Humanity has come a long way. The path to survival and existence is treacherous and never-ending. We have always feared death or had a desire to escape it. Mythical stories of every culture talk about some kind of soma, amrit or ambrosia — the elixir of life that can make a human immortal. With series of wars and historical conquests in different epochs of history, development in new kinds of weaponry — from stone and metal to biological weapons — were seen in large numbers.
However, when humans started meddling with nature, it brought its wrath on us. This wrath is sometimes in the form of big disasters such as earthquakes, floods or forest fires. On the other hand, it can come to us in the smallest of forms such as a flea or a microorganism. During black death, people thought it was the work of some evil force and could not believe it to be a flea which engulfed an entire armada.
Pandemics, or even epidemics, have had a great influence in shaping the history, politics and economy of the world. In the Justinian plague recorded in the sixth century, the entire Byzantine empire was brought to its knees. By the time the plague disappeared, the empire had lost its territories.
One of the biggest turning points was after black death, which weakened the clergy and paved the way for scientific revolution. The Spanish flu of 1918 killed upto 50 million people. It also thrashed the German force in World War I. In his memoir, General Erich Ludendorff wrote, “The flu was one of the reasons for Germany’s defeat.”
Over the last few years, the world has been alarmed by some potential plague. SARS in 2003 was anticipated to be the new black death, though it was successfully contained. Viruses such as Ebola had sent a shockwave to Africa’s social and economic development. However, a few months ago, humanity’s race to achieve immortality and supremacy was abruptly postponed by a novel virus. Interestingly, a virus is neither a living nor a non-living being. A confused entity like this has threatened the existence of the very identity of our entire civilisation.
How much advancement is enough? Covid-19 has proved that technology cannot make us invincible. It is evident from our history textbooks that whenever we have faced any kind of setback, we have fought through it with a new invention — be it creation of antibiotics, smartphones or nuclear weapons. All the pandemics before have been dealt with a perfect medication. This time, the case is too complex. In order to fight, it is imperative to know its beginning, i.e. the cause. However, the important clue for this, the source of the virus, is still unavailable.
As fast as we are climbing the ladder of development, the downfall caused by diseases is also getting massive. Today, a pandemic has become the only cause of a potential economic recession. Even during a war or national emergency, our forefathers and parents have never been in a situation of house arrest for such a long time. A microscopic virus has on its own brought an energy crisis, with oil prices coming down. The roar of the bull in the share market has also vanished.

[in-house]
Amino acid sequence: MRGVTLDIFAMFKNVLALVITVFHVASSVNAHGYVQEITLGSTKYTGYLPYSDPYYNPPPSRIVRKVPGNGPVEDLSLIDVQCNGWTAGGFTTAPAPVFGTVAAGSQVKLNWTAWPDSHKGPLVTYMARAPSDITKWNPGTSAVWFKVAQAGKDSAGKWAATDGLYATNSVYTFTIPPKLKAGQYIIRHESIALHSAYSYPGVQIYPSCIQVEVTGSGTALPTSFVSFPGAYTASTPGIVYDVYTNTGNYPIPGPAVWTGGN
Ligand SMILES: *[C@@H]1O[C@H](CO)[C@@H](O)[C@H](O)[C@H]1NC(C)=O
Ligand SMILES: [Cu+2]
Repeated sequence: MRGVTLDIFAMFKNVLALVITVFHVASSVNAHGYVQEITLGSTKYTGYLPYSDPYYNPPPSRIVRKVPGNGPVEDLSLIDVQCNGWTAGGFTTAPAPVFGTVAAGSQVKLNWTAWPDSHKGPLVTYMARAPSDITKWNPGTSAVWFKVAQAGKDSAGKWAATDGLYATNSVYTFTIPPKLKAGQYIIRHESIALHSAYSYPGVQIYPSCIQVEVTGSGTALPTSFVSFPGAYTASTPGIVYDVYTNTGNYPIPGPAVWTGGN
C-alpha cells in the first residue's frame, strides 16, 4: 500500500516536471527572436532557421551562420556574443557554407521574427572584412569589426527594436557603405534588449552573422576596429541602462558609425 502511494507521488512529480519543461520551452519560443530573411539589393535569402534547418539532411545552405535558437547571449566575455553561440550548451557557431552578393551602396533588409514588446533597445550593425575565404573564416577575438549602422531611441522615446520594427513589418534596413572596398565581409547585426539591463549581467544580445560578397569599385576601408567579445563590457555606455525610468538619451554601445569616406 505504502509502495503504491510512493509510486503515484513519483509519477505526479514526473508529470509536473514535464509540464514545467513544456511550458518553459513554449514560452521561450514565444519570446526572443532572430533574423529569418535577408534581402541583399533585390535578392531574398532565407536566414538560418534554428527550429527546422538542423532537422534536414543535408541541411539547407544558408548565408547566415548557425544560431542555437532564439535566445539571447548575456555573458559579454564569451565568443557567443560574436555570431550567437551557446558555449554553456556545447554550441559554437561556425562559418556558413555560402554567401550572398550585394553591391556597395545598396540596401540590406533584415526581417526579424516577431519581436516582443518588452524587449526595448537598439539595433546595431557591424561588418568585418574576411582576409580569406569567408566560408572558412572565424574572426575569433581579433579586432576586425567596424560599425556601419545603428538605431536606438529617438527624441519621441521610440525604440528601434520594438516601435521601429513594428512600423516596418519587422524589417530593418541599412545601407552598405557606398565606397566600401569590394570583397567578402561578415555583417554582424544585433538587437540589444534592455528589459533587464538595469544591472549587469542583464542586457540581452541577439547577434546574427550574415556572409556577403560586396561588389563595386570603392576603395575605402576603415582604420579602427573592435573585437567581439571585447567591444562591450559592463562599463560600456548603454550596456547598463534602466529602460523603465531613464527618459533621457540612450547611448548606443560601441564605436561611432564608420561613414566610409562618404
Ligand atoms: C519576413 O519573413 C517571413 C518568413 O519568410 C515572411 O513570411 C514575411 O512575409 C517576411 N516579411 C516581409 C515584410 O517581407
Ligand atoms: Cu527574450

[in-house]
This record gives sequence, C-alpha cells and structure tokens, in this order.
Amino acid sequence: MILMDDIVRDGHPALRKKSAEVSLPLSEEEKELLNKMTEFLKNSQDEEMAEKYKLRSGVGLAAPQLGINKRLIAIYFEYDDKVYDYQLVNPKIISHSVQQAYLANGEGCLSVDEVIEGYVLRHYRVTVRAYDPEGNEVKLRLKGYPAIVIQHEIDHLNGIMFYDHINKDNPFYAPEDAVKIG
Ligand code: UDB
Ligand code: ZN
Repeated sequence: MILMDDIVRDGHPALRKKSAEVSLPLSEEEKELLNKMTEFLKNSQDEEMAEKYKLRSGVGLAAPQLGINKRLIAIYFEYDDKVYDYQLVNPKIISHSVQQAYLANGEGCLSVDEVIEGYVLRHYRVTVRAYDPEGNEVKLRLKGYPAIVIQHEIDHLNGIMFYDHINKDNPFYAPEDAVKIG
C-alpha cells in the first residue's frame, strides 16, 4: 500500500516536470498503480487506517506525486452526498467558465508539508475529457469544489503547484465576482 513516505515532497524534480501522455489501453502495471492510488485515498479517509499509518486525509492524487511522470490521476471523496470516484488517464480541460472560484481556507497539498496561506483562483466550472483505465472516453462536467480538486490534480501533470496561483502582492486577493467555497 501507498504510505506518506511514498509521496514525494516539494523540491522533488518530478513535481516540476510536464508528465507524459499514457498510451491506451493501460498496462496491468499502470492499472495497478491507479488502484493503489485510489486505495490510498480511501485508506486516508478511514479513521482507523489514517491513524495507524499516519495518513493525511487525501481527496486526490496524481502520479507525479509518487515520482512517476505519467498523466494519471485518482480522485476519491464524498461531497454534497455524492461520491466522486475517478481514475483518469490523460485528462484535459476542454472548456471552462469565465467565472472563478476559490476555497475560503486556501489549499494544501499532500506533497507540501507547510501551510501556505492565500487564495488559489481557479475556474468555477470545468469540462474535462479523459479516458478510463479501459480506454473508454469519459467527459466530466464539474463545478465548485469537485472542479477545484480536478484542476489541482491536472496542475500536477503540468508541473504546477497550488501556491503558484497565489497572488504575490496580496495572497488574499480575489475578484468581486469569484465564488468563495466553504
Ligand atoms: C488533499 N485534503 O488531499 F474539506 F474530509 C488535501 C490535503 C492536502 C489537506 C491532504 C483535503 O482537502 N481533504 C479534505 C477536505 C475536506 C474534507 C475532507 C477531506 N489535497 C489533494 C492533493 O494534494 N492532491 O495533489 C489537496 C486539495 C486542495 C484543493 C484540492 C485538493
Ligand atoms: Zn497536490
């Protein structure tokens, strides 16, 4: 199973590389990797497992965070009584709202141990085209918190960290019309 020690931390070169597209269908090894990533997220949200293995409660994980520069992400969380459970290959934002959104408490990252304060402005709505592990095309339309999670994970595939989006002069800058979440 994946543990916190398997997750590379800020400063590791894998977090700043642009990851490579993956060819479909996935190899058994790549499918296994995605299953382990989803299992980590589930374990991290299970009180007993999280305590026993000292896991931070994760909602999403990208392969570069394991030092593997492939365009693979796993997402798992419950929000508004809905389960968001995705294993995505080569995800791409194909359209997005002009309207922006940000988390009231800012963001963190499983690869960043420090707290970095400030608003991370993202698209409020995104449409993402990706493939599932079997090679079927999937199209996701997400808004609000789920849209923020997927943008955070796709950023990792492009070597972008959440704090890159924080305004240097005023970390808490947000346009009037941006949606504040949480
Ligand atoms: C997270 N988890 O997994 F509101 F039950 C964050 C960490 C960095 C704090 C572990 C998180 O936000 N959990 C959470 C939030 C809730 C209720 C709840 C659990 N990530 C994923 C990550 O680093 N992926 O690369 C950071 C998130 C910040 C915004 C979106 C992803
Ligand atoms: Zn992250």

The changes because of the pandemic are not just in terms of the economy. Every aspect of our daily lives has been changed, ranging from social customs to fashion. Masks with new patterns and materials are now flooding on Instagram posts as the outfit of the day. Eventually, we will also make truce with a more virtual connection to the world. Confinement will become ‘the new normal’.
We have surpassed the age of information technology, but the sources to find a piece of information are now aplenty. Too much content, with false news, has opened up a loophole in the process of development. Confusion and chaos over a pandemic will become difficult for political systems to bring in any measures. Hate speeches and spread of prejudice about a particular section of society have widened the gap and made the target group more susceptible to death.
In the book The Great Leveller, historian Walter Schidel credited Black Death for improving the lives of the serfs. He considers the medieval pandemic to be one of the pillars that flattened inequality in that age. But sadly, the coronavirus has widened this gap, discriminately affecting the lives of the poor, women and migrant labourers.
In the pre-pandemic world, globalisation was considered the ‘new world order’. However, the idea of nation-state and its territorial integrity has now resurfaced after the pandemic. This time, there will be reshuffling of global superpowers because of a virus. Asian countries including China and South Korea have a better chance now at becoming a hegemon.
During the 1962 Cold War, the world stifled when it heard about a confrontation near Cuba. However, we were saved by a Third World War. Treaties and agreements were laid down to let go of nuclear weapons. However, we were forced to break the rules and recreate ourselves. In the age of biotechnology, there are huge chances of chemical and biological weapons starting a war rather than nuclear explosions.
After the ‘Manhattan Project’, physicist Robert Oppenheimer said, ‘Now I became Death, the destroyer of the world.’ Later, the father of atomic bombs was blacklisted for opposing the hydrogen bombs. He was right in anticipating the exodus of humanity with the launching of nuclear weapons. Speculation about the novel virus being a weapon is still in the air. However, for the first time, an outbreak has brought in enmity and suspicion among countries.
Black Death, after which the global system took almost a century to recover, is remembered to this day in the ubiquitous children rhyme “Ringa Ringa Roses”. Roses refers to buboes and all fall down refers to the millions of victims of it. However, people recovered from its trauma and built the world again. Only time will tell how the new virus will be remembered — whether it will be recalled as a child’s play or the greatest blunder of humans of the 21st century.